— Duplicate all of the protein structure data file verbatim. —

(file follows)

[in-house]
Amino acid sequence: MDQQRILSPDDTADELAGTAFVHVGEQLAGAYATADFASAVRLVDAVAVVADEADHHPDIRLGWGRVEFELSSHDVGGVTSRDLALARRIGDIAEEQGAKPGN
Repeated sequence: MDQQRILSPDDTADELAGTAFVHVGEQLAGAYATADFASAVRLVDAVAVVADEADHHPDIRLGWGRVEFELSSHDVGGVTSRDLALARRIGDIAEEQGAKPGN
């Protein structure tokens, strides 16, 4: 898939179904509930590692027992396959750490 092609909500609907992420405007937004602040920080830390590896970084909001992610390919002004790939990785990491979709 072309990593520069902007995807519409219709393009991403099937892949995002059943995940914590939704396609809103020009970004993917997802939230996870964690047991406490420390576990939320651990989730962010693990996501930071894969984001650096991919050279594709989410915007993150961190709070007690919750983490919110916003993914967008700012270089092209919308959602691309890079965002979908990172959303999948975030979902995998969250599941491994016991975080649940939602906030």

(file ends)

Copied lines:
[in-house]
Amino acid sequence: MDQQRILSPDDTADELAGTAFVHVGEQLAGAYATADFASAVRLVDAVAVVADEADHHPDIRLGWGRVEFELSSHDVGGVTSRDLALARRIGDIAEEQGAKPGN
Repeated sequence: MDQQRILSPDDTADELAGTAFVHVGEQLAGAYATADFASAVRLVDAVAVVADEADHHPDIRLGWGRVEFELSSHDVGGVTSRDLALARRIGDIAEEQGAKPGN
């Protein structure tokens, strides 16, 4: 898939179904509930590692027992396959750490 092609909500609907992420405007937004602040920080830390590896970084909001992610390919002004790939990785990491979709 072309990593520069902007995807519409219709393009991403099937892949995002059943995940914590939704396609809103020009970004993917997802939230996870964690047991406490420390576990939320651990989730962010693990996501930071894969984001650096991919050279594709989410915007993150961190709070007690919750983490919110916003993914967008700012270089092209919308959602691309890079965002979908990172959303999948975030979902995998969250599941491994016991975080649940939602906030």